I do not drink wine but I feel like this project and the new joints will mark a important step in how I can design modern piece with traditional joinery.

    Is there a plan to cover steam bent at some point or do you feel that it is not really suitable for amateur woodworker?

    • Izzy Berger on 3 December 2019 at 10:21 am

      Hi Ralph,

      Paul says:
      No it’s very suitable for amateur woodworkers and yes we do hope to do some steam bending but don’t have it on the schedule yet.

      Kind regards,

      • Raphaël P on 4 December 2019 at 5:09 pm

        Thank You for your kind answer.

        It is exciting to imagine that there is, already, a lifetime worth of knowledge from the existing video and even more from the ones coming.

        Best regards,

  9. beach512 on 30 November 2019 at 1:40 am

    Looking forward to seeing how those joints were made.

  10. Jim Allen on 30 November 2019 at 5:04 pm

    This project looks nice but I’m not really feeling it. Some folks will no doubt enjoy it but I’m looking to the next project. This isn’t criticism it’s just not my cup of tea.

  11. Michael Berry on 30 November 2019 at 11:35 pm

    I’m not a wine drinker so wouldn’t use this as intended, but the design looks great as a razor stand for wet-shaving! I’m excited to see if it can scale down to fit my razors and shave brushes.

    • Sandy on 1 December 2019 at 2:33 pm

      That’s a great idea. I look forward to seeing how you adapt this design.

  12. Robert Foster on 1 December 2019 at 7:26 pm

    A great looking project – looking forward to the videos.
    I am curious, is this an example of the types of project that will be built for your demonstration house?

    • Izzy Berger on 3 December 2019 at 10:27 am

      Hi Robert,

      Paul says:
      We do plan to include smaller projects, but we will be designing all of the pieces you might find in a standard home, coffee table, dining table, bookshelves and beds and much more.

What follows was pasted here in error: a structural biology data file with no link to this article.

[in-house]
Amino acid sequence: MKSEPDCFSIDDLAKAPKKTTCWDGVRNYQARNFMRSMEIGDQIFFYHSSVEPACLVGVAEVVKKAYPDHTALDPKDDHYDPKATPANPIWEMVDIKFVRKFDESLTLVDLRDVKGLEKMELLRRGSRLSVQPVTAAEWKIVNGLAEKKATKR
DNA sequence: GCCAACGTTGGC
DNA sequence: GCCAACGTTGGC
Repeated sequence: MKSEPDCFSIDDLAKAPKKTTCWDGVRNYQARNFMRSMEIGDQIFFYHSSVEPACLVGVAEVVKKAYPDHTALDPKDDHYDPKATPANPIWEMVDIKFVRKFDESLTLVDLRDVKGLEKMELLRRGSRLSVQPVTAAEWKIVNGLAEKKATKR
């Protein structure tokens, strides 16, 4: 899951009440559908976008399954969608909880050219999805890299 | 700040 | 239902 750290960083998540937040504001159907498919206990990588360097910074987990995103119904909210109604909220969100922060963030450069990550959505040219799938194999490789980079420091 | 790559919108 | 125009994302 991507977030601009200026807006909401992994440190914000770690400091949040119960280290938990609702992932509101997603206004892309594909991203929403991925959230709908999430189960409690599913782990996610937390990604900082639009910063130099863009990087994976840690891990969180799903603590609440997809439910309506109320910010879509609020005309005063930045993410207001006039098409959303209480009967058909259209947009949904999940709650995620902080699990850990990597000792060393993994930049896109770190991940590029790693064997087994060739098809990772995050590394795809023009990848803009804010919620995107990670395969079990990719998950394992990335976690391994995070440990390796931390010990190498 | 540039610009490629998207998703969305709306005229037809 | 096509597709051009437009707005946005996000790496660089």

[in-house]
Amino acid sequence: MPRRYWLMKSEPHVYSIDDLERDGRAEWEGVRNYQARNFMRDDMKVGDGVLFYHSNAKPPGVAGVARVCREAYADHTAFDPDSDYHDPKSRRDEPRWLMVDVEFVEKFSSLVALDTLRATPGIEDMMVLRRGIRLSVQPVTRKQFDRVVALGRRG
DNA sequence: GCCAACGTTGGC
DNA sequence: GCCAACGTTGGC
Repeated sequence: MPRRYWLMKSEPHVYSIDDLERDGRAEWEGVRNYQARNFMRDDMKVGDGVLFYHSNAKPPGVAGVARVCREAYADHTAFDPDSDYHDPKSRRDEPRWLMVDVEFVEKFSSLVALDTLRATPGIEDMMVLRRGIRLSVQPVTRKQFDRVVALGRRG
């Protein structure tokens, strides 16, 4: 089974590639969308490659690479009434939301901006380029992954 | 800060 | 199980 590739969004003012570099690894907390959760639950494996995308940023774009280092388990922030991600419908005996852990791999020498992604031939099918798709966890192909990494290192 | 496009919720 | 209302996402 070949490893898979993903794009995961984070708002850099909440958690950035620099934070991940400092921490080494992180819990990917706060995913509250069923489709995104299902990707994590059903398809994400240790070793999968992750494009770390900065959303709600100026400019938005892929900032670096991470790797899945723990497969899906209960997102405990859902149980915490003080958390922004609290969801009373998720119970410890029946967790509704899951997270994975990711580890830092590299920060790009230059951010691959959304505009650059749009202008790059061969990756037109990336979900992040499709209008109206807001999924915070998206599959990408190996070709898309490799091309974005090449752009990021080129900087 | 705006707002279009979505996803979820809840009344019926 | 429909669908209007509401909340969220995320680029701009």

Kind Regards,

  13. Brian M on 2 December 2019 at 7:17 pm

    I’m looking forward to making several of these for family and friends. Can you suggest which wood species we could start looking for? Thanks!

    • Izzy Berger on 4 December 2019 at 3:48 pm


      Paul says:
      Oak and black walnut, cherry and mahogany, cherry and sapele, maple stays white so you could put maple with any of those woods. Why not try all of them?

      Kind Regards,

  14. woodturner on 6 December 2019 at 7:47 am

    Are you going to publish the technical drawings and cutting list?

  15. Justin Emrich on 13 January 2021 at 3:19 pm

    Just finished making this with Oak and Walnut. Altered the widths slightly but otherwise followed it exactly. Love it, and now have requests to make loads more. Thanks for the design Paul.

  16. carlos reyes on 21 February 2021 at 3:13 pm

    Completed this one, those angled joint were a challenge. You can see photos of my process here

  17. James Smith on 3 December 2021 at 3:30 am

    Hello Paul

    Great project as usual,thank you
    What do you think of a thru tennen in the bottom with wedges.

    Illinois USA